It is with great pleasure that I introduce you to my guest blogger, Elaine Mansfield.  Elaine and I met about 15 years ago at the Winter Park Jung Center where her husband Vic made a presentation about his newest book.  Talking over dinner afterwards,  Elaine and I discovered that we had many interests in common, including dreamwork, women’s issues, and mythological studies. We have stayed in touch ever since. The following piece is an especially poignant example of how her inner work helped her through Vic’s cancer and death:

Orpheus

Orpheus

While my husband Vic began chemotherapy in 2006, I absorbed Rainer Maria Rilke’s message in Sonnets to Orpheus: within the darkness of our experience, there is always light. Rilke praised the impermanence of the natural world where all that is born dies. Vic and I lived and loved as he—and we—were also dying.

Ah, the knowledge of impermanence

That haunts our days

Is their very fragrance.

During that chemotherapy autumn while my safe world collapsed around me, I studied Rilke’s sonnets and the myth of Orpheus in a mythology class. Vic struggled, suffered, and kept going. In the chemotherapy room, I watched brave women with scarves askew, bony men with smooth skulls, and angry teenagers with oversized baseball caps concealing their baldness. I saw how each patient balanced their darkness with a call from a friend, the smile of a nurse or companion, or music on their IPod. As I held Vic, the myth held me and taught me what it means to be mortal and live in this world of opposites.

Rilke’s words helped me accept as toxins entered Vic’s veins.

Let this darkness be a bell tower

and you the bell. As you ring,

what batters you becomes your strength.

Orpheus and the breath of life

Orpheus and the breath of life

Rilke helped me see that death is always present in my experience, even in pleasure.

Full round apple, peach, pear, blackberry

Each speaks life and death

into the mouth.

Searching for life and light within the darkness of Vic’s dying became my spiritual practice.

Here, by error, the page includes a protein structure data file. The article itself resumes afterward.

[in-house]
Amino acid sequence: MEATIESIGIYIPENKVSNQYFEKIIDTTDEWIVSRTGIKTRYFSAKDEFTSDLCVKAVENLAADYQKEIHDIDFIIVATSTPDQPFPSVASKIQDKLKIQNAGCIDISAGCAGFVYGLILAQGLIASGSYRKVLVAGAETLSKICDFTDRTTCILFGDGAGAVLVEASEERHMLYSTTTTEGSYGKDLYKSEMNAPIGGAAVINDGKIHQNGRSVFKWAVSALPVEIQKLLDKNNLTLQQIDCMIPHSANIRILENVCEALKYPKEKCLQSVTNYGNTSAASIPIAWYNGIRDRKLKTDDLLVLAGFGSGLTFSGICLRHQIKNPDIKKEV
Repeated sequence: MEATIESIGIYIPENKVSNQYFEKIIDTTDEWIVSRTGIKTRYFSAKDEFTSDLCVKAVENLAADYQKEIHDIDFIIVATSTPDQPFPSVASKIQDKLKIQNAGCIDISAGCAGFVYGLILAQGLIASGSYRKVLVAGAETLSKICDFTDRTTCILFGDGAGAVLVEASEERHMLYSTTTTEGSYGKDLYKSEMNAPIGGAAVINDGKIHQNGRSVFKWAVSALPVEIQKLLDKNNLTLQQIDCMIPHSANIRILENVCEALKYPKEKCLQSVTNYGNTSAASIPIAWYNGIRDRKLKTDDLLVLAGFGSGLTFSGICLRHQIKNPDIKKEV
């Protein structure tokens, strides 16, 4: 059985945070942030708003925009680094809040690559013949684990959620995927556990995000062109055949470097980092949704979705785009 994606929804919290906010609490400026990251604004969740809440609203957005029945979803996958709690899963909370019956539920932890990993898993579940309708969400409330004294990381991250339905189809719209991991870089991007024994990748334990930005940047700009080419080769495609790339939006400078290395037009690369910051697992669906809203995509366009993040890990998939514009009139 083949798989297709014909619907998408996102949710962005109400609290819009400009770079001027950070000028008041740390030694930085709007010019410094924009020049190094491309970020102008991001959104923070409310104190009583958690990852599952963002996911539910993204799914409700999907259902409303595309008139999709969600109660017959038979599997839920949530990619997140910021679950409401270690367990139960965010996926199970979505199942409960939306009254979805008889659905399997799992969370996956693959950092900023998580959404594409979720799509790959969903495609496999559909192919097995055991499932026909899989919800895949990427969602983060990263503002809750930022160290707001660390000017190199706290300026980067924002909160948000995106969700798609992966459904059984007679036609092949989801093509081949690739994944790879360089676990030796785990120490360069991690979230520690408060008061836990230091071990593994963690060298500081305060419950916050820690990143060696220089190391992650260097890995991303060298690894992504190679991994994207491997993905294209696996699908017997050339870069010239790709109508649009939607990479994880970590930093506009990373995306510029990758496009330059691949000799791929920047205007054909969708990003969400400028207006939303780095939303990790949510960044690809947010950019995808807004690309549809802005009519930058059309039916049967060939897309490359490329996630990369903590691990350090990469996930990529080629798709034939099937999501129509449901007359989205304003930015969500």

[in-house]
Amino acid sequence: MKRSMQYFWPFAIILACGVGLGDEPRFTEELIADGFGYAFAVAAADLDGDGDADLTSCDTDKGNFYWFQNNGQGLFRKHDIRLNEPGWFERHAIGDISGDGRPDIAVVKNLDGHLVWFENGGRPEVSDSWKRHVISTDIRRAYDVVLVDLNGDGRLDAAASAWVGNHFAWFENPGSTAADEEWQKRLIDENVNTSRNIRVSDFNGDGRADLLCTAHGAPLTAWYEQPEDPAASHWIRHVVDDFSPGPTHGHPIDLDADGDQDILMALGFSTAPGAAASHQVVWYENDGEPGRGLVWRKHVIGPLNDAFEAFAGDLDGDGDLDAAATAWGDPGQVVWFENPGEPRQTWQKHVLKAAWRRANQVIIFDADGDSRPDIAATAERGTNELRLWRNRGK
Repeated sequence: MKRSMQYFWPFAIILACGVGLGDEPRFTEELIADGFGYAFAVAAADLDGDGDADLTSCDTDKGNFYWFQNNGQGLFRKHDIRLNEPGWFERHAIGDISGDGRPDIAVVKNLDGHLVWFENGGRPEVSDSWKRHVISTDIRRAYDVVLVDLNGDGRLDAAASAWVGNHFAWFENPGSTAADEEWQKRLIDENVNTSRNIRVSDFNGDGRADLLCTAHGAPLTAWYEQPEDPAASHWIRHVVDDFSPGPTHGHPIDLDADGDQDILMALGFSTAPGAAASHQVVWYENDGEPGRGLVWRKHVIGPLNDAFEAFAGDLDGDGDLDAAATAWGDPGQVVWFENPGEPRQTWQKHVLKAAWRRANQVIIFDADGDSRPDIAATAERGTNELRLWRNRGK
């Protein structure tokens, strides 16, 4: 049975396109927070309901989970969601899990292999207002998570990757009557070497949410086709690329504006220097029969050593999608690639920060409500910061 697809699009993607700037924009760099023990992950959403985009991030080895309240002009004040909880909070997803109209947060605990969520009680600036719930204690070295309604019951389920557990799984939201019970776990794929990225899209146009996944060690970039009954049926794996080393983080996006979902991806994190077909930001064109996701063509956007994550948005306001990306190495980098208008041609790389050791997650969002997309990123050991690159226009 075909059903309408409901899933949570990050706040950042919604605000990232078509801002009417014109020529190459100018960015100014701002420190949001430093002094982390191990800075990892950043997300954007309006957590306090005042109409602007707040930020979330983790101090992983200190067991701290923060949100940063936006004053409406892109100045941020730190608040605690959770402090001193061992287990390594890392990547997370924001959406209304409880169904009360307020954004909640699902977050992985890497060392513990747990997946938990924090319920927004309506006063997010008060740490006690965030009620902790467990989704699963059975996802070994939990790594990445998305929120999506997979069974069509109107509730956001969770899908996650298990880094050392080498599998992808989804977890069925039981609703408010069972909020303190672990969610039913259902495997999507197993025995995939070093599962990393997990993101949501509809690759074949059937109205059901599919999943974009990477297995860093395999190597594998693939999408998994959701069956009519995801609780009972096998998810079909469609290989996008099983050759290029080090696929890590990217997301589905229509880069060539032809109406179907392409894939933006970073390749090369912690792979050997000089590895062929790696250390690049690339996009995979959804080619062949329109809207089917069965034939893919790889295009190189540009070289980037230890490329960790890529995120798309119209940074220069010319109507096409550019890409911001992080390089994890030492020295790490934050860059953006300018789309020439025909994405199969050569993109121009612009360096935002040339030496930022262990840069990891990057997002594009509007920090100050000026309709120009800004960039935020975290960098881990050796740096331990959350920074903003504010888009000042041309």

For almost twenty-five years I’d been part of a mythology class with women grounded in Jungian Psychology. We studied the Greek goddesses and gods, a few Eastern European and Asian fairytales, and Inanna’s descent to the underworld to be initiated into the mysteries of Death. Soon after Vic was diagnosed, a class member spotted Sonnets to Orpheus in a bookstore window and suggested we explore the myth of Orpheus.

Lyre

Lyre

Orpheus was a demigod, musician, poet, and prophet in ancient Greek mythology. After his beloved wife Eurydice died, he traveled to the Underworld to play his lyre, sing his lament, and gain Eurydice’s release. The beauty of his song convinced Hades and Persephone to grant her freedom, but Orpheus was told not to look back at Eurydice until they were in the Light. Being at least partly human, he glanced back and lost his Love forever to Death.Our group met twice a month and worked on one sonnet each meeting for over two years since there are 55 sonnets. We explored the mythic ideas, read many translations, studied various versions of the Orphic myth, and painted the poetic images—the god, a tree, a lyre. We also included images from personal experiences in our drawings. Within the vessel of this archetypal myth, Rilke’s poems, and a circle of wise, loving women, I remembered that my world of heightened opposites held just as much living as dying.

A gust in the god. A wind.

A gust in the god. A wind.

But life holds mystery for us yet. In a hundred places

we can still sense the source: a play of pure powers

that—when you feel it—brings you to your knees.

Elaine Mansfield

Elaine Mansfield

Elaine Mansfield’s writing reflects 40 years as a student of philosophy, Jungian psychology, mythology and meditation, and life on 71 acres of woods, fields, and sunset views in the Finger Lakes of New York. Since her husband’s death in 2008, Elaine’s website and blog have focused on bereavement, marriage, and the challenges and joys of her emerging life. Elaine has written a book about love, loss, and new life to be published in 2014. She facilitates hospice support groups for women who have lost partners or spouses and writes for the Hospicare and Palliative Care of Tompkins County newsletter and website and other on line publications.